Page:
Industry Minister meets with Rogers CEO and other telecoms about recent outage

Rogers CEO Tony Staffieri and Canada Innovation, Science and Industry of Canada Minister Francois-Phillipe Champagne met today to discuss this past Friday’s outage, according to BNN Bloomberg. For those who don’t know, this past Friday, Rogers had an outage that affected millions of customers. Even those not with Rogers could have suffered due to Interac and other services that were down.

Following the meeting, Champagne posted on Twitter and held a virtual conference discussing some of the outcomes of the meeting. Champagne said he’d given the telecoms 60 days to consider emergency roaming, mutual assistance during outages and building a better communication protocol to inform the public and authorities during telecommunication emergencies.

The meeting had Rogers CEO Staffieri and Champagne alongside other executives from other major telecom companies “to discuss how important it is to improve the reliability of the networks across Canada,” according to the report.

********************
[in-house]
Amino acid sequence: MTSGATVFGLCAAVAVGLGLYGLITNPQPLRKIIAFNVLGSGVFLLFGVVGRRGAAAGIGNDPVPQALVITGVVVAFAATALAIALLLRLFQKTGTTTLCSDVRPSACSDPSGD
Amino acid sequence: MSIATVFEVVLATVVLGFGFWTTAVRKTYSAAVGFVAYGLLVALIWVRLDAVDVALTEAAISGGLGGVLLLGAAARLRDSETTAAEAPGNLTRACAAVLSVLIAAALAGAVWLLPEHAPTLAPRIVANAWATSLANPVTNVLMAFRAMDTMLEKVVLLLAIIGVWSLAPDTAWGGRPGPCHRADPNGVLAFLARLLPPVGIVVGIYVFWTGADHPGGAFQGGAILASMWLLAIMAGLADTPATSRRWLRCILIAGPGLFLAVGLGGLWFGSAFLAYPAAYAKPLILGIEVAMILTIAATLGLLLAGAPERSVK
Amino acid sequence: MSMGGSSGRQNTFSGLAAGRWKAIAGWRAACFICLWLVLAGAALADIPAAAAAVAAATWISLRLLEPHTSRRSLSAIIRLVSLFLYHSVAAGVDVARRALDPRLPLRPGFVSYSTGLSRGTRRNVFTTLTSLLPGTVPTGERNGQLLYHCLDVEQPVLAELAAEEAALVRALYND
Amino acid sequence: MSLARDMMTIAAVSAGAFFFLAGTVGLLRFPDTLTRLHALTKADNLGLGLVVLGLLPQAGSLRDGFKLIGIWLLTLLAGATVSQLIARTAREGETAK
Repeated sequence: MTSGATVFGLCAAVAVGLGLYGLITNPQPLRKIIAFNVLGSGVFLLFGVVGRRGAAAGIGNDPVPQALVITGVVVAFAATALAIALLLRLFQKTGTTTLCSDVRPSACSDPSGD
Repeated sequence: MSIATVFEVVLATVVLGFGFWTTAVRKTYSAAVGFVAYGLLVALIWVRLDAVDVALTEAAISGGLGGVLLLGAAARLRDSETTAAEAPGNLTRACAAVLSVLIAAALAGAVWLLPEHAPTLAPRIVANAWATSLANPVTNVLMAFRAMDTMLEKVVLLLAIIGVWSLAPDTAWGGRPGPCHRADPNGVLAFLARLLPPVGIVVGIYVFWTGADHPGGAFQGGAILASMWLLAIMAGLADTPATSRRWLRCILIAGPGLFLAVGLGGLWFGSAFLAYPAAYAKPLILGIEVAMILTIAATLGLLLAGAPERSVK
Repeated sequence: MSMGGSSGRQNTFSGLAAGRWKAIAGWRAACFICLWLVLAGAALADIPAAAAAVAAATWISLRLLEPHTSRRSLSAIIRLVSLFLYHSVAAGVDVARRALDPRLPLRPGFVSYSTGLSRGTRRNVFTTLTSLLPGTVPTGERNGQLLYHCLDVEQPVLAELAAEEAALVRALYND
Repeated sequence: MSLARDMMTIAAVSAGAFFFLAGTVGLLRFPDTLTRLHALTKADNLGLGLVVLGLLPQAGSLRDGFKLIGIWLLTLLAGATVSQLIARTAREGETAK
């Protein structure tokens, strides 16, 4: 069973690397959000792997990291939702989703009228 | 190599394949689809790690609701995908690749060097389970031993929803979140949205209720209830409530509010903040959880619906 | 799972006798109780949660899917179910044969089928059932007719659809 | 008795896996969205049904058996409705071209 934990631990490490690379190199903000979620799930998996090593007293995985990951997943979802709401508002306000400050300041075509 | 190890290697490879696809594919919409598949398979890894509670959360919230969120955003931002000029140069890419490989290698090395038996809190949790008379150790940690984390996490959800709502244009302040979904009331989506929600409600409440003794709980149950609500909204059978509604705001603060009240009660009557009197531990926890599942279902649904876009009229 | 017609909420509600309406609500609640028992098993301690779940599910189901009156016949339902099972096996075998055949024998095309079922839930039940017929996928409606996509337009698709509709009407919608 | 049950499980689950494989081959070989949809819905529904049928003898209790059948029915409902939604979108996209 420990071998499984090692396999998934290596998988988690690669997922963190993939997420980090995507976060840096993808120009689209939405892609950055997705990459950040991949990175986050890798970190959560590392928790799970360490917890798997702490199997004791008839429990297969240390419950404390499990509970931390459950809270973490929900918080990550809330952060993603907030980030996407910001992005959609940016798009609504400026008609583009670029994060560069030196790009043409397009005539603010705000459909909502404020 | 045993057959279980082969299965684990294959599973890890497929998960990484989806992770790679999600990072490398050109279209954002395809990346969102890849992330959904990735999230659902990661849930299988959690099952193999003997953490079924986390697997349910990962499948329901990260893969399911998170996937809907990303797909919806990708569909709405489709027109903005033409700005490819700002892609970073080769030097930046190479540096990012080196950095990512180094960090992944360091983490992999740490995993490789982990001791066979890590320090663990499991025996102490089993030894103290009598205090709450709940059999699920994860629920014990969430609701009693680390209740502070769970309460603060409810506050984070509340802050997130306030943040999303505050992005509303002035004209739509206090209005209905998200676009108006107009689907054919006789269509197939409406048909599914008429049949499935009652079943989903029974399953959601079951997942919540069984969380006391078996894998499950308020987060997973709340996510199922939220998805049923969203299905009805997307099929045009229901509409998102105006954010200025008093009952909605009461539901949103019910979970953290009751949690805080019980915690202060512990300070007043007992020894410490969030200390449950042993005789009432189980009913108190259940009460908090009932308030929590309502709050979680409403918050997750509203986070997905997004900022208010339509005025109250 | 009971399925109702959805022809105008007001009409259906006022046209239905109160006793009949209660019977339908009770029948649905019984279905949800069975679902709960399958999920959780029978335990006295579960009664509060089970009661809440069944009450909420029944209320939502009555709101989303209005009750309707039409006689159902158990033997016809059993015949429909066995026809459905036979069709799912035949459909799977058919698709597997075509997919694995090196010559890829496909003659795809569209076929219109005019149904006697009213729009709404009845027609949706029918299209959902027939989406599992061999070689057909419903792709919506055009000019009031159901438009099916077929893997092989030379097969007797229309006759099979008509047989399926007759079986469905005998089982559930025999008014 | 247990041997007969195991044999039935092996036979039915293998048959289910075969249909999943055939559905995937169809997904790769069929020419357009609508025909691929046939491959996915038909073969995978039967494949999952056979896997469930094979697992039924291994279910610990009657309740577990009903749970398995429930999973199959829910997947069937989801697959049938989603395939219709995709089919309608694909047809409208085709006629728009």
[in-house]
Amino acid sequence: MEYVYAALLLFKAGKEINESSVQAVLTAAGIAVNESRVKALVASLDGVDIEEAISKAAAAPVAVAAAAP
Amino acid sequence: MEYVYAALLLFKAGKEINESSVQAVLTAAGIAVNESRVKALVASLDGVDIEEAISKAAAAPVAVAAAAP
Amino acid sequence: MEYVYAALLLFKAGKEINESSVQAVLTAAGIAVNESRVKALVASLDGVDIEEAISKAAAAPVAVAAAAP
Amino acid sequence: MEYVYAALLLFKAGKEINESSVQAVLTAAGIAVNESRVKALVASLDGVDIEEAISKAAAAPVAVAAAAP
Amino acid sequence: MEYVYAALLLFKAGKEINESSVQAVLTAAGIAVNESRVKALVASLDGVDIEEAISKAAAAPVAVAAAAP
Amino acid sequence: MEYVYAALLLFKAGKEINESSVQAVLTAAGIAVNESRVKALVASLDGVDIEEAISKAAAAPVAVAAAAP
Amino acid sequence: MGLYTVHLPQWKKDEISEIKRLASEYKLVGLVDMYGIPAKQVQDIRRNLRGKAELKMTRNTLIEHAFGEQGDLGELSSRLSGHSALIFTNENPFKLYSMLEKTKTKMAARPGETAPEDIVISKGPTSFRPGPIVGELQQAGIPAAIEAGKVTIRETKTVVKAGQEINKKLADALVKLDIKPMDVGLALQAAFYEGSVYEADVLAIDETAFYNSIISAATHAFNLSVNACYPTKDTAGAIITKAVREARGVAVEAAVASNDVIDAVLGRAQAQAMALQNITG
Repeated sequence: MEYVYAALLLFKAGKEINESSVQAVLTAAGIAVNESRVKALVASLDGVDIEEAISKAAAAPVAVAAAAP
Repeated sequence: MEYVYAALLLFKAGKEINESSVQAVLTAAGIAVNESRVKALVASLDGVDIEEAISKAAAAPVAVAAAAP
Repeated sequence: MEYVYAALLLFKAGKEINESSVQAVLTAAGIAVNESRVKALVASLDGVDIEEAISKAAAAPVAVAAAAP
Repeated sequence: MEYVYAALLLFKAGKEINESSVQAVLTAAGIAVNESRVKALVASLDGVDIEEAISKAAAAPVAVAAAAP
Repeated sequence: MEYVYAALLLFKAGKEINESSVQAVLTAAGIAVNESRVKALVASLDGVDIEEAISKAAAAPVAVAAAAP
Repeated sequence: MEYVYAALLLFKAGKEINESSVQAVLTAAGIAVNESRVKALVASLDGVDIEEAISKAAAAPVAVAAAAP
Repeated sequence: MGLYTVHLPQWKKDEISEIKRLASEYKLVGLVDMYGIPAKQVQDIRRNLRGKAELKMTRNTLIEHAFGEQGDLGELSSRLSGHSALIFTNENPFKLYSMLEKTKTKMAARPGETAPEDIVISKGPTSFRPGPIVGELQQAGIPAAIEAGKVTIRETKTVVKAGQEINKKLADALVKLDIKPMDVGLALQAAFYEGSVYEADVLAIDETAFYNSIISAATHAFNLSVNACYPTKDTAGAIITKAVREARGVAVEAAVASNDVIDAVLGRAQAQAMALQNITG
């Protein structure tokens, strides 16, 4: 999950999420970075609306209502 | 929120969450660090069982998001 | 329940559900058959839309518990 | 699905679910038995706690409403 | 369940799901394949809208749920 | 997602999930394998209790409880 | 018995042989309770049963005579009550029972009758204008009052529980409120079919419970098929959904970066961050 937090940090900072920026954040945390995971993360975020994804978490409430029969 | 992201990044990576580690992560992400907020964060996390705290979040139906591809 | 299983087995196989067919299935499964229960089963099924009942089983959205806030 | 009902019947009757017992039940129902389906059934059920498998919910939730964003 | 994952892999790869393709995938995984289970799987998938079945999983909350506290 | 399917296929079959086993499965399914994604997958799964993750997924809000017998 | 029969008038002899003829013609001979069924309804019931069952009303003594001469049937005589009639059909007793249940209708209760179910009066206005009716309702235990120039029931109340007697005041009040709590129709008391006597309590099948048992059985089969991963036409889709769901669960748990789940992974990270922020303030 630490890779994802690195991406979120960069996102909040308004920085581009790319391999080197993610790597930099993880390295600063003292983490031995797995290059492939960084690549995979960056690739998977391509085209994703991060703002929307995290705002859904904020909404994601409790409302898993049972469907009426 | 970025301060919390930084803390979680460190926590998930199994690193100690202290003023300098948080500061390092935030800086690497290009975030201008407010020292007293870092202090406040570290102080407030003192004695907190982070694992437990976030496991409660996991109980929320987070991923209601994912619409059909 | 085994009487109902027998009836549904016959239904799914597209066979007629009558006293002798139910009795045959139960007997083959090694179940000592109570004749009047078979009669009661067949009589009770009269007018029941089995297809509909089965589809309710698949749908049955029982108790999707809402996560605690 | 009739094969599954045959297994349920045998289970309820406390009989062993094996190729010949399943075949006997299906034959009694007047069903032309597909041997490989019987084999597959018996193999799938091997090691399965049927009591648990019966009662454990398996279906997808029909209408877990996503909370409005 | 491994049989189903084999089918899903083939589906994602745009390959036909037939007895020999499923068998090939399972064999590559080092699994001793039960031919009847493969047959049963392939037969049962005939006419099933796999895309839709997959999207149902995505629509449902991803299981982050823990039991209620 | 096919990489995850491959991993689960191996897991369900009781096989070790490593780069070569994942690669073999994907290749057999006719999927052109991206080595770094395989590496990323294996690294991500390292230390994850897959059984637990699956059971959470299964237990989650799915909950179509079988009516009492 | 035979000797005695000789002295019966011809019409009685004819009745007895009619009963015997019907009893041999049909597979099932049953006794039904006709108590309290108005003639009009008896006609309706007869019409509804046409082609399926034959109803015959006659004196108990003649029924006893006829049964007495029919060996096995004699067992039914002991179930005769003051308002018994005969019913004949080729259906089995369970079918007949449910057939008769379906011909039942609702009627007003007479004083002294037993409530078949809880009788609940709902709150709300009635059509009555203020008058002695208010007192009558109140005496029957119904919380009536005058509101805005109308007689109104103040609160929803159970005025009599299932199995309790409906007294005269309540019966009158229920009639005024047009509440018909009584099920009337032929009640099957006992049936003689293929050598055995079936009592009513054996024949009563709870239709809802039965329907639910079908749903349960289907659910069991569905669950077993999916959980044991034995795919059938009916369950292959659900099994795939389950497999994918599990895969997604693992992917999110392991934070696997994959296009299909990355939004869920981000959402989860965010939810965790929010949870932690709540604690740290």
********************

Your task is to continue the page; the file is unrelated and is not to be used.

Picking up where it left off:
Additionally, Champagne said the network failure was “unacceptable.”

Alongside Interac and Rogers customers being affected, it also caused postponements of events like the Weeknd’s concert, ISPs like TekSavvy, the CRTC lines, Canadian Blood Services website and app, Service Canada’s website and ArriveCAN, which impacted travellers arriving in Canada by land or air, CRA accounts and more.

Currently, Rogers is attempting to acquire Shaw Communications for $26 billion CAD. Minister Champagne is one of the standouts that Rogers needs approval from to acquire the telecom, so it’s possible this might affect the sale, considering Champagne’s disapproval of the situation. Champagne, alongside the Competition Bureau, are already opposed to the deal, as it might raise prices.

Reportedly, Rogers’ outage was due to a maintenance update. 

“We now believe we’ve narrowed the cause to a network system failure following a maintenance update in our core network, which caused some of our routers to malfunction early Friday morning,” Staffieri wrote. “We disconnected the specific equipment and redirected traffic, which allowed our network and services to come back online over time as we managed traffic volumes returning to normal levels.”

Seventeen hours after the outage, Rogers said it restored service “for the vast majority” of customers but notes that some may “experience a delay in regaining full service.”

Source: François-Philippe Champagne (FPC), BNN Bloomberg

Source: MobileSyrup

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